What if there were a blunt but effective way to fix America’s glass ceiling problem? Because despite the high profiles of such women as Yahoo CEO Marissa Mayer and Secretary of State Hillary Clinton, we do have one: Only 3.8 percent of CEOs of Fortune 500 companies are women. If you look at the boards of those same companies, the number of women improves, though not by much. In 2011 they occupied 16.1 percent of board seats, according to a study by Catalyst. In politics the picture is equally disturbing. At the national level, only 17 percent of legislators are women; at the state level, the figure is 24 percent—and that percentage has flatlined. America ranks 80th in the world in terms of the percentage of women in our national legislature, according to the Inter-Parliamentary Union. Compare that with Vietnam (48th), Belarus (39th), Argentina (18th), Cuba (third) and Rwanda (first). The U.S. is tied with Morocco and Venezuela.“It’s an embarrassment,” says Debbie Walsh, director of the Center for American Women and Politics at Rutgers. “We’re the country that’s the model of democracy in the world.”
Women are underrepresented around the globe. But a large number of other countries have begun to attack the disparity head on. The hammer they are using is quotas, and the results have been rapid and recognized. Quotas have become so common outside the U.S. that they now amount to no less than a giant, provocative worldwide experiment. And as the data from that experiment trickle in, there is a valuable lesson for us: Push legislatures and companies to put women in top positions, and remarkable things can happen.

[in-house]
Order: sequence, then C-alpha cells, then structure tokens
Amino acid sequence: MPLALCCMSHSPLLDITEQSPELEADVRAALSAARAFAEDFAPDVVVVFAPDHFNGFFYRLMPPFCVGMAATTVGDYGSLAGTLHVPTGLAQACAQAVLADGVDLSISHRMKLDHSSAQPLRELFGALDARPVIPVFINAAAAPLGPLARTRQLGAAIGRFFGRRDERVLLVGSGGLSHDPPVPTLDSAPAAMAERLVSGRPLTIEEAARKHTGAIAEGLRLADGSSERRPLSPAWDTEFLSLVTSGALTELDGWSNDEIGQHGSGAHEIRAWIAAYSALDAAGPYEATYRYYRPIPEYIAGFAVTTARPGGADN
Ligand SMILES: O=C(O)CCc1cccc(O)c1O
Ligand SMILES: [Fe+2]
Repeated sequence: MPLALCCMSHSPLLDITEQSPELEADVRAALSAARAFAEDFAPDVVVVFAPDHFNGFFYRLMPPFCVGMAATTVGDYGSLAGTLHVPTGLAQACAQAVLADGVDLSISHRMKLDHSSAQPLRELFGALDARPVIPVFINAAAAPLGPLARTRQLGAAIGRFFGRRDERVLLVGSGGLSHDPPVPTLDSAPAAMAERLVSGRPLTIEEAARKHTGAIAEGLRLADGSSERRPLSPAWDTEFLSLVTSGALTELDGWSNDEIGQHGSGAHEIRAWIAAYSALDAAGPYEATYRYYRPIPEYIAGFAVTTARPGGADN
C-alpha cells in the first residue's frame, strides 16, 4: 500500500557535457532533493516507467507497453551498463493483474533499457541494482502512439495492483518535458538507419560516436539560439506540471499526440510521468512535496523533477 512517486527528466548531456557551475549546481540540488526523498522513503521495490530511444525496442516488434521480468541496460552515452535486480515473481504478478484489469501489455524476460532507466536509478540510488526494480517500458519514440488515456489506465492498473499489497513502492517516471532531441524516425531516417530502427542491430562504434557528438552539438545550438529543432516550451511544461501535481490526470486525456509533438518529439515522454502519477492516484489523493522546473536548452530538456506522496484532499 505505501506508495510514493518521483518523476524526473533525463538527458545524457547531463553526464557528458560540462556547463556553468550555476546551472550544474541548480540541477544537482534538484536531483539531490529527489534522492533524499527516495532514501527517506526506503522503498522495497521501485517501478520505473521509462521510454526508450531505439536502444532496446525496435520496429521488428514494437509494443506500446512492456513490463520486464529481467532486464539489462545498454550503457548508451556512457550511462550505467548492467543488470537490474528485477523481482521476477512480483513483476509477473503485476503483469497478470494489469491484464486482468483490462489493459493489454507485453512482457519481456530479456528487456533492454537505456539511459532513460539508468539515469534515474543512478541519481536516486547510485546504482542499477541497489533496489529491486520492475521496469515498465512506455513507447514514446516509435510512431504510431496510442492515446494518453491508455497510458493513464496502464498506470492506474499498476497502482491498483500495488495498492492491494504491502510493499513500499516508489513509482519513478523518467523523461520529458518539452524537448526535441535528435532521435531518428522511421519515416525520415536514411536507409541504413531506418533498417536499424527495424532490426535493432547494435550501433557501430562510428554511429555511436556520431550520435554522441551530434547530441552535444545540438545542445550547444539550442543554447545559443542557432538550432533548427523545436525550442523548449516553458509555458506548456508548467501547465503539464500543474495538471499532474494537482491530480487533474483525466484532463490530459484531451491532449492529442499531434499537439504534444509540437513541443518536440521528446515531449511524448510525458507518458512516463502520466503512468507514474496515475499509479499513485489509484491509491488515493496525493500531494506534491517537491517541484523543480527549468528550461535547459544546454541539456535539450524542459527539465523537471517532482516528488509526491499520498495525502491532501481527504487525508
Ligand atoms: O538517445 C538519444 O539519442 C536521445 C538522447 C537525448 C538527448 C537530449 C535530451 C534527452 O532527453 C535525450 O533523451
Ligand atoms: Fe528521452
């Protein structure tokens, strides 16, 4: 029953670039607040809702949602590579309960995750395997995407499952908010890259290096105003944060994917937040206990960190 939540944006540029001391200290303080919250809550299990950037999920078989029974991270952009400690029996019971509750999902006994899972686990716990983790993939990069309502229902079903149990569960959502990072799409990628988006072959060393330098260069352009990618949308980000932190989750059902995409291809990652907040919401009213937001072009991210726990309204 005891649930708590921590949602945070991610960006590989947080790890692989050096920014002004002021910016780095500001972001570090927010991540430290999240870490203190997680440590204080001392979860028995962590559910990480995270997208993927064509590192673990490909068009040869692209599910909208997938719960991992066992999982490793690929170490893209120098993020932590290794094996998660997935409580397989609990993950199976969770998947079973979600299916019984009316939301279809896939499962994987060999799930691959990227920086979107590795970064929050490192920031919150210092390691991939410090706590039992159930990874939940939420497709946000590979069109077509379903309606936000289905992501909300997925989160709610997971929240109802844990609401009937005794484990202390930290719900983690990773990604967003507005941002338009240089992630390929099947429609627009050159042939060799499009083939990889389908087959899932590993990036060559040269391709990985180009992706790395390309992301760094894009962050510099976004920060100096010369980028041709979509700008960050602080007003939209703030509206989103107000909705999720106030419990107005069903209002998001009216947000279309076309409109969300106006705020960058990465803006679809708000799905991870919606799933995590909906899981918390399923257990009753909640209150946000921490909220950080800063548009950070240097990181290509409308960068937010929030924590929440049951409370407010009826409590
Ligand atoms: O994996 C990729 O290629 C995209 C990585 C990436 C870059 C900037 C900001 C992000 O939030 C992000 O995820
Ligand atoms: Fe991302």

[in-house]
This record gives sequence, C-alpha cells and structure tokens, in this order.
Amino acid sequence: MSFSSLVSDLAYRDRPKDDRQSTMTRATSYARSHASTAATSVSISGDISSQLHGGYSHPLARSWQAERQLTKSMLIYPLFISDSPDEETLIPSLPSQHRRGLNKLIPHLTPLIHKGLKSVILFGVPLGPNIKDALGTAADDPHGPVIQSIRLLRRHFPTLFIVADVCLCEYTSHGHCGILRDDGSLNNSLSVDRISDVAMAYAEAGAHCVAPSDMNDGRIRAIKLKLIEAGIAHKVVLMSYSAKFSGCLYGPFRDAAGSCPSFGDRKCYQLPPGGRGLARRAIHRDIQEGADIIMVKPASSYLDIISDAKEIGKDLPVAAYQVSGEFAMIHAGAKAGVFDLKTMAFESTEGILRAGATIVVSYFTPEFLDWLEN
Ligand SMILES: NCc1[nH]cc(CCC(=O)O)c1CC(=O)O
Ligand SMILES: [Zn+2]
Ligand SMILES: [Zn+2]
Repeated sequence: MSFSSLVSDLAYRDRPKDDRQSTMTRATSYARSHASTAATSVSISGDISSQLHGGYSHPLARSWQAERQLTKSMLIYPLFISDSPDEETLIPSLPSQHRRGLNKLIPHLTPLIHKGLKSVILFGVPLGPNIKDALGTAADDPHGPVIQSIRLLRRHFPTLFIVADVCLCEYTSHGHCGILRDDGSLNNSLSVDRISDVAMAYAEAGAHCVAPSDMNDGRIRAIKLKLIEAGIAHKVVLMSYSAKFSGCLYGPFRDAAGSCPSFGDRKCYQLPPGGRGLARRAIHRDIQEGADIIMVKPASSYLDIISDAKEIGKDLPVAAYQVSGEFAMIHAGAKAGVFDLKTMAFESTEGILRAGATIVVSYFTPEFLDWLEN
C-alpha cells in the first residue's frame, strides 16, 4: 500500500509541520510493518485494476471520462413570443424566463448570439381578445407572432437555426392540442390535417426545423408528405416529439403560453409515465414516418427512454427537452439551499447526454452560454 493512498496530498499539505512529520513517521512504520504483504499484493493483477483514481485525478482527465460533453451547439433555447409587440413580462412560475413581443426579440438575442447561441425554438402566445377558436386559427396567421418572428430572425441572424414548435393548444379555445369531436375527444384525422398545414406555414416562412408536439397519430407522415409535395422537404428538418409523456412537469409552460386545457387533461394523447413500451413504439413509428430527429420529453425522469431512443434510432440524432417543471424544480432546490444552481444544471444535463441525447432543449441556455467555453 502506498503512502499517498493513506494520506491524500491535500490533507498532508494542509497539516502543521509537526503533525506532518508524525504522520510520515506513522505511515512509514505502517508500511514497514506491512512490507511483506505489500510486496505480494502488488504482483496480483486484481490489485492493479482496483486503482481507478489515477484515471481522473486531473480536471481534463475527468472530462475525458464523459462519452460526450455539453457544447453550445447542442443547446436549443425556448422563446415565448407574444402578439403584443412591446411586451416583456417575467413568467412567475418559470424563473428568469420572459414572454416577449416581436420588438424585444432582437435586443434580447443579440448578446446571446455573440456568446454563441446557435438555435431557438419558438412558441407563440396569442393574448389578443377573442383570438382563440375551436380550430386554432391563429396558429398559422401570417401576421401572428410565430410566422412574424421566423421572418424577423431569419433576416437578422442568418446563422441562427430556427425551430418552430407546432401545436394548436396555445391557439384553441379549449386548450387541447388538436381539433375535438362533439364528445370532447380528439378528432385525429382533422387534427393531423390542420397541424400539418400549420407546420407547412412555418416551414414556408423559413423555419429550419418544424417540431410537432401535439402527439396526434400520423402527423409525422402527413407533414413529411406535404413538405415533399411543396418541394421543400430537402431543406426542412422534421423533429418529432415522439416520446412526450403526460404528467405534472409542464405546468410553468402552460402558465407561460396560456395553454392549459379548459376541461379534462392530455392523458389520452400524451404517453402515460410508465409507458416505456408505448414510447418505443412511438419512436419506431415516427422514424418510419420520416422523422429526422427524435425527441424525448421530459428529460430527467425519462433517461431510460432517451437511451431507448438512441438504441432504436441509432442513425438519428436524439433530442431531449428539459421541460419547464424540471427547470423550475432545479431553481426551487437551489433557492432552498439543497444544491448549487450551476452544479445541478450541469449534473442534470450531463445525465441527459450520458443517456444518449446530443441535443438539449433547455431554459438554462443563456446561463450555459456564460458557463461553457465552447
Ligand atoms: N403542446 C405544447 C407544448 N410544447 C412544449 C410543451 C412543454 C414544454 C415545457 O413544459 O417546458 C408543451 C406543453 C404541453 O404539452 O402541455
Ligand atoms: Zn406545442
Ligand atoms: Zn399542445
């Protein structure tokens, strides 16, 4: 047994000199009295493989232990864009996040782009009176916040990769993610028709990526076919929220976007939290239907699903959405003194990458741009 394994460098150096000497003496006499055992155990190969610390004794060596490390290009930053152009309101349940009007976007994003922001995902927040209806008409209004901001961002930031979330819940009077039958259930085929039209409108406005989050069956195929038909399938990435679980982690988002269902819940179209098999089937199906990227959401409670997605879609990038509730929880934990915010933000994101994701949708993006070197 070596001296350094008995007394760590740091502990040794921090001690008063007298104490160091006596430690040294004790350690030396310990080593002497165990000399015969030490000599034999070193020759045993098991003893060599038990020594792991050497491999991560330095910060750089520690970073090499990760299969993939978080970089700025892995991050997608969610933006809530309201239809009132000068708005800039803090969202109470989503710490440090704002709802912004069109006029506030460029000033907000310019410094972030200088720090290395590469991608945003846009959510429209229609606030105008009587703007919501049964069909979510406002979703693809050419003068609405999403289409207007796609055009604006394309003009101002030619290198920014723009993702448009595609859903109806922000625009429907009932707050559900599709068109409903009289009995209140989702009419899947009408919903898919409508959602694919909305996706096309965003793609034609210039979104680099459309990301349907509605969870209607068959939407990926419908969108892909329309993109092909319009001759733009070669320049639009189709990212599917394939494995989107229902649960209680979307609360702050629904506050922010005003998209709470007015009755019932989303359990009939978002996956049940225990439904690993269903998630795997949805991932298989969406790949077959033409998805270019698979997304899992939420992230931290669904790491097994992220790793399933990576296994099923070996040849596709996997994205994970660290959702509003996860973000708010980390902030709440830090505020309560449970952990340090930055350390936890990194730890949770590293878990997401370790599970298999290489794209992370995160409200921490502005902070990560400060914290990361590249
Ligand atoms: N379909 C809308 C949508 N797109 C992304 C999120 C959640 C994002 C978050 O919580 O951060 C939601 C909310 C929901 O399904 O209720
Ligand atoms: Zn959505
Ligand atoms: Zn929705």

When Women Get Elected
More than 100 countries—or more than half the world’s nations—now have some kind of quota designed to increase the number of women legislators. This has led to a dramatic boost in the number of women leaders around the world, and the ripple effects are clear: Political quotas result in substantively different policies; they create positive female role models, changing attitudes toward women; and they bring more women into politics.
Judith Schwentner was elected to the Austrian parliament in 2008, when she was 40. Austrian political parties have voluntarily adopted quotas—Schwentner’s party, the Greens, aims to choose women as 50 percent of its candidates—and as a result the proportion of women legislators is 27 percent. “There is always the cliché that women who have been given a job to fulfill a quota are less qualified,” Schwentner says. “But this is nonsense.” She sees women working just as effectively as men to pass laws—and quickly gaining experience.
When Esther Duflo, a professor of economics at MIT, began studying political quotas, she was not convinced that they were a good idea—or even that they mattered. Does having a woman in office make a difference? Do women govern differently than men? She found a way to explore that question in India, where quotas require that a third of the elected village chiefs be female. Before each election, “they count one, two, three, one, two, three,” as she puts it, and in every third village only women candidates can run. The data she gathered—the record of what the women did once elected—showed that villages with women chiefs made distinctive investment choices: “pro-woman, pro the weaker segment of society,” says Duflo. For instance, women, whose tasks traditionally include getting water, were much more likely than men to put money into wells. In contrast, “in Rajasthan,” says Duflo, “male elected officials put money into roads.”